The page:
Your last will and testament can specify the person or persons that you would like to serve as the guardian(s) of your minor children if you pass away before they reach adulthood. This will ensure that they will be cared for and raised by someone they know and someone you can trust. Your will can also specify that your children will receive certain assets that can be used to provide for their care, or you can create a trust and provide instructions for how your assets should be used to meet your children’s needs.

Yes. There are a variety of tools and techniques that can be used to avoid estate taxes by reducing the size of your estate or protecting assets from being taxed. There are multiple different types of trusts available for these purposes, including Irrevocable Life Insurance Trusts (ILITs), Qualified Personal Residence Trusts (QPRTs), or Grantor Retained Annuity Trusts (GRATs). Charitable Remainder Trusts (CRTs) or Charitable Lead Trusts (CLTs) can be used to reduce estate taxes while also donating assets to charity.

Disputes between family members can often be avoided by involving them in the estate planning process and making sure everyone understands a person’s wishes for how their assets should be distributed to their heirs. In many cases, disputes can also be avoided by working with an attorney to ensure that a will and other estate planning documents fully describe a person’s wishes and address any other relevant issues related to their finances and property.

Anyone who is over the age of 18 can create a will that describes their wishes for how matters should be handled after their death. By creating a will, you can specify how you would like your assets to be distributed to your beneficiaries, and you can also decide who you would like to serve as the guardian of your minor children if you die unexpectedly. After creating your will, it must be signed in the presence of two witnesses.

Even if you do not expect your will to be very complex, it is often best to work with an attorney rather than using online forms. An experienced lawyer can make sure your will includes language that will hold up in court if any disputes arise, and they can also make sure you address any unforeseen issues or complications. By discussing your wishes and goals with you, your attorney can help you create a will that meets your family’s needs. Your lawyer can also make sure you complete all requirements to execute your will correctly.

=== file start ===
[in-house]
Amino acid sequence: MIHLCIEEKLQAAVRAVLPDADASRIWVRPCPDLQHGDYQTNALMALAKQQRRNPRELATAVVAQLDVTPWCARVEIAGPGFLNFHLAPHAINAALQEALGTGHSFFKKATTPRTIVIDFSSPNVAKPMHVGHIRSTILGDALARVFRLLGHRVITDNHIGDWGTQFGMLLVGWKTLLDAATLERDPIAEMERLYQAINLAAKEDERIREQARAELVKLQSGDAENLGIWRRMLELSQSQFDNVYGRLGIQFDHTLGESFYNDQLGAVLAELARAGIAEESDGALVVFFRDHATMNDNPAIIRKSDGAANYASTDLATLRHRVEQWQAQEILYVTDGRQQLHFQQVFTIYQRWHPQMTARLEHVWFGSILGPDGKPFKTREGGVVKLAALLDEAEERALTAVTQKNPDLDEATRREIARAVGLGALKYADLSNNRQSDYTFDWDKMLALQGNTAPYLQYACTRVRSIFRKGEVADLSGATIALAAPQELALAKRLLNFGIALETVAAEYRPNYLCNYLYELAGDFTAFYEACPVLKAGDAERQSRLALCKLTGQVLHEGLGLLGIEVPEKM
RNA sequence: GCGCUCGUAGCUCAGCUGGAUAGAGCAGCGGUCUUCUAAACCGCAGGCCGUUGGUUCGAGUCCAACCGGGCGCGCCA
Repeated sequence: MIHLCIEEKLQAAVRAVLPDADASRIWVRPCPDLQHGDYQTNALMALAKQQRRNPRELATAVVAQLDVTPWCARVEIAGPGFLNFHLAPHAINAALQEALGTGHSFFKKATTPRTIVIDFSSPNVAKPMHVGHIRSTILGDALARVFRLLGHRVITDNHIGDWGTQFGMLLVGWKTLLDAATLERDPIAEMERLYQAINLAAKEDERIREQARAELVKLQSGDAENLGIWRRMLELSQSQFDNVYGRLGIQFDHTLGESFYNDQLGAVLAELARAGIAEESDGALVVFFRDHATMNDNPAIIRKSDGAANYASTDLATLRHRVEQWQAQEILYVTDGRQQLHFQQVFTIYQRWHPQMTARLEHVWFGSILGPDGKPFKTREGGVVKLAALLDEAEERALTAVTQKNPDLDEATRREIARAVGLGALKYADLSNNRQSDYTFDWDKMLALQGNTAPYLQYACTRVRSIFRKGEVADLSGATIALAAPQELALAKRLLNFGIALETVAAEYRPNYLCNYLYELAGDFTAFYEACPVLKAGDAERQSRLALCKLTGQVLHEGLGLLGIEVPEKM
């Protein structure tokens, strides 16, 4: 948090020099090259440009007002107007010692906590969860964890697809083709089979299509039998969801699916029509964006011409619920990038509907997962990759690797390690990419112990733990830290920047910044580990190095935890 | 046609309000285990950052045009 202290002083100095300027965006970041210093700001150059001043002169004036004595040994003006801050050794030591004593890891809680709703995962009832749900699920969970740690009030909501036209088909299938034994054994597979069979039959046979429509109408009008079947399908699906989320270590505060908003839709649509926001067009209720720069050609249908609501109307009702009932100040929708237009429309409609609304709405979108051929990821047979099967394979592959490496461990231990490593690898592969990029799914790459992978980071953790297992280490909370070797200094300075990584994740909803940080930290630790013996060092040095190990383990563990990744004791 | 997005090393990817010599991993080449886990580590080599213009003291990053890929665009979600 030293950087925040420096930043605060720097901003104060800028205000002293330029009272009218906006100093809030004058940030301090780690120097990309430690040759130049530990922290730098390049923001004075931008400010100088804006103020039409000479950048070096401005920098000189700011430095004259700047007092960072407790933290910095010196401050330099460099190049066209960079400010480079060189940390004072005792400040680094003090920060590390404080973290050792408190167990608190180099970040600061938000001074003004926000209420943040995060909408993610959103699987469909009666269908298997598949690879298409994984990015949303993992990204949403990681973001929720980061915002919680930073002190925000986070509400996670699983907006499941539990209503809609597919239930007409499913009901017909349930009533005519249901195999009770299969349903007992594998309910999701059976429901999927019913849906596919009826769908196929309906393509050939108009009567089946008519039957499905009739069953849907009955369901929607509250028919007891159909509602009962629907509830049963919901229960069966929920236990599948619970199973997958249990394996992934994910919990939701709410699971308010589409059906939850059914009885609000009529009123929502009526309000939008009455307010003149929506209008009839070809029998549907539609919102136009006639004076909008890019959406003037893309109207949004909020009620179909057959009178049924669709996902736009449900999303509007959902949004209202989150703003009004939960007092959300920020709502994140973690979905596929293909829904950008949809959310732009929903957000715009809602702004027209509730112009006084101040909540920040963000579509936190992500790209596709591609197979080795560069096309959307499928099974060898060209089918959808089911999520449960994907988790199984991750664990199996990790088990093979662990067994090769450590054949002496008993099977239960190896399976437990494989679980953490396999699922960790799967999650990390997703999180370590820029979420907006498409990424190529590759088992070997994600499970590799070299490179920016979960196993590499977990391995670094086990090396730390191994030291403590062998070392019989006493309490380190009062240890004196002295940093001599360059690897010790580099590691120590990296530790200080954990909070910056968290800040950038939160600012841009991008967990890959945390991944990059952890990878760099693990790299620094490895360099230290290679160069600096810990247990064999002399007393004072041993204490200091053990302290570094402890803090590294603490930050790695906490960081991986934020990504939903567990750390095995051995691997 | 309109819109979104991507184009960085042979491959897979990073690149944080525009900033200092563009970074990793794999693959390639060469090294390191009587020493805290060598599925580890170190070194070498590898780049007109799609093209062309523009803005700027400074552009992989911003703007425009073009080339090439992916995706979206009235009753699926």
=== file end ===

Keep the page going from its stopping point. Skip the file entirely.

Whether you expect to address some straightforward issues when planning for your family’s future or need to determine how to handle complex financial matters, an estate planning lawyer can help you understand your options and work with you to put the right plans in place. Your attorney can help you create wills, trusts, powers of attorney, or other documents that will ensure that your wishes are followed correctly while providing you and your family with peace of mind that your needs will be met in the future.

Contact a DuPage County Estate Planning Lawyer

With the proper planning, you can avoid uncertainty about your family's future. Wills, trusts, and other estate planning tools allow you to address your finances and healthcare needs during the remainder of your life, while ensuring that your loved ones will be provided for after your death. No matter your age, health, or family status, having an estate plan in place can make sure your family is prepared for whatever happens, and it can help you avoid unexpected legal issues or expenses when addressing your healthcare and finances in the future.

To learn how the attorneys of SBK Law Group can address your plans for the future and make sure your family's needs will be met, contact our office at 630-427-4407. We provide estate planning services to clients in Downers Grove and Naperville and throughout DuPage County, Kane County, Kendall County, Cook County, and Will County.